Dirty profits is the headline screaming from an article produced by Pro Bono Australia today about the not-for-profit sector. The article picks up on a discussion at a conference in Melbourne on ‘Creating Shared Value’. The headline is a reference to a quote from Tim Costello “There’s suspicion as if somehow making profit is dirty…”
I have spoken and blogged about major issues facing the not-for-profit sector many times. It is one that I am constantly preparing my clients to face head on. The benefit of my career in the media, corporate sector, business sector and not-for-profit sector is I have developed a unique insight. I can see both the main problems and how to solve them.
There are three basic problems which stem from the argument outlined in this article on ‘dirty’ profits:
- Culturally in the sector as well as in the general public, people believe the term ‘not-for-profit‘ means you can not make money.
- Organisations do not understand the competitive advantage they have over business and how reinvesting money into their organisation adds value to clients. It is not always about offering the cheapest or free service to everyone.
- Business can get a lot from supporting not-for-profits but they should not try to do the ‘social’ work themselves. We all need to recognise the tremendous working being done by organisations with a view to their expansion rather than going off on your own.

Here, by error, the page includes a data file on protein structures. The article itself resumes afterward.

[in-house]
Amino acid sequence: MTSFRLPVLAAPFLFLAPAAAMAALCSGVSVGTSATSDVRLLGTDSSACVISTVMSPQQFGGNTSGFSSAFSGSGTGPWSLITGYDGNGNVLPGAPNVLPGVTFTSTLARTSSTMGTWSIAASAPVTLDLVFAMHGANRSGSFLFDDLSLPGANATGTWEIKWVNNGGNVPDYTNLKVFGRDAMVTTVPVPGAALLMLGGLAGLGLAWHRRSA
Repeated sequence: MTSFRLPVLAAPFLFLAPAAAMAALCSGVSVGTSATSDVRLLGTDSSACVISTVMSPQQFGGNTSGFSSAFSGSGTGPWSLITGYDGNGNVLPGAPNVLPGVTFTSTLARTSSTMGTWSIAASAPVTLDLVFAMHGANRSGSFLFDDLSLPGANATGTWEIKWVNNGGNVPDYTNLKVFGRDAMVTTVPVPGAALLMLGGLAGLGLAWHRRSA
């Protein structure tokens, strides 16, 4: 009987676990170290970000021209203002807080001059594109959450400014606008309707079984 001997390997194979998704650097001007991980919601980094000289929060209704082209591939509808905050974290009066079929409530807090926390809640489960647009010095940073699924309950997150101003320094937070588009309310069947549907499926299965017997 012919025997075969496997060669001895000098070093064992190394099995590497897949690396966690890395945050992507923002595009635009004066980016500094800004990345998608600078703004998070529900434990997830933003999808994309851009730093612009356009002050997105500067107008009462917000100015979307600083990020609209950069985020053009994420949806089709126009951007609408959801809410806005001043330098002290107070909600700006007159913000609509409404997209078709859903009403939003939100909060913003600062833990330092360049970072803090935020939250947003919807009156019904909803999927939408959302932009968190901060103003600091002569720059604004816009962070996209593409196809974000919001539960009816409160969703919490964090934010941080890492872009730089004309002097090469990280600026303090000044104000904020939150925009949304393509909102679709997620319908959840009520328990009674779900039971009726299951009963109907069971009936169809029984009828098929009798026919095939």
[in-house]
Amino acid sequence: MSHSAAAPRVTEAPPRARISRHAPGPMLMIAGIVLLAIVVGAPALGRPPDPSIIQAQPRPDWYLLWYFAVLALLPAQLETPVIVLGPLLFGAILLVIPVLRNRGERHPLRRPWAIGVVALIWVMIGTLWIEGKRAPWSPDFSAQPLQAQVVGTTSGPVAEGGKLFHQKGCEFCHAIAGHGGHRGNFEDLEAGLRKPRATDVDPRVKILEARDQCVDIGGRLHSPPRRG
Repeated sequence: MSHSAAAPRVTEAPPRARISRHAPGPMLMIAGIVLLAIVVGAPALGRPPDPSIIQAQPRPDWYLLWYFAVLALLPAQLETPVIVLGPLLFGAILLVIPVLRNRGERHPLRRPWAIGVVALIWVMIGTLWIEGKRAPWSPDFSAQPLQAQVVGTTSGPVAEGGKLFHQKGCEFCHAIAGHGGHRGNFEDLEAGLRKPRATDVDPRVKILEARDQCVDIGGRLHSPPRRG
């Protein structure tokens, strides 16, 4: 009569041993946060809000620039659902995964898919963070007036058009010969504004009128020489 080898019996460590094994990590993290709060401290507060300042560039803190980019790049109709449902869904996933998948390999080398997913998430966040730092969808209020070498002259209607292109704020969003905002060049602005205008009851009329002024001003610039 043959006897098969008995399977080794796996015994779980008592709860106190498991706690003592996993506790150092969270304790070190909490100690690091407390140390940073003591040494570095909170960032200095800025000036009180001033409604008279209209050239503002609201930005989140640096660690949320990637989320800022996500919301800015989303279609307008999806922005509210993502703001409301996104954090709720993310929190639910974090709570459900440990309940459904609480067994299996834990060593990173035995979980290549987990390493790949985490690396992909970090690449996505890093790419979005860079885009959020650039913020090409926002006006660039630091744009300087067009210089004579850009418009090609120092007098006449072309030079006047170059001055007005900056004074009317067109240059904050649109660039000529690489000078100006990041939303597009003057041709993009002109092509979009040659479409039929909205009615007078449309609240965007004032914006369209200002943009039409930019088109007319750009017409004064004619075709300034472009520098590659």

There is a way all this can work, but the changes must come from within the NFP sector first. The risk is otherwise they will be over run by businesses who for all their ‘social good’ and ‘moral drive to add value to the community’ will always be beholden to their shareholders. The trick is in showing both parties how it can work for them. No dirty profits involved.
The answer is simple when you take it step by step and work on solid foundation, understand how everyone needs to benefit then provide the outlets for success. I have spent some time developing a framework which will be published in my book next year.
I am happy to meet and discuss with any organisation, how to grow and secure a sustainable future working with the support of business. The simplistic and dated view that there could ever be dirty profits in the sector is dangerous to the long term survival of any not-for-profit.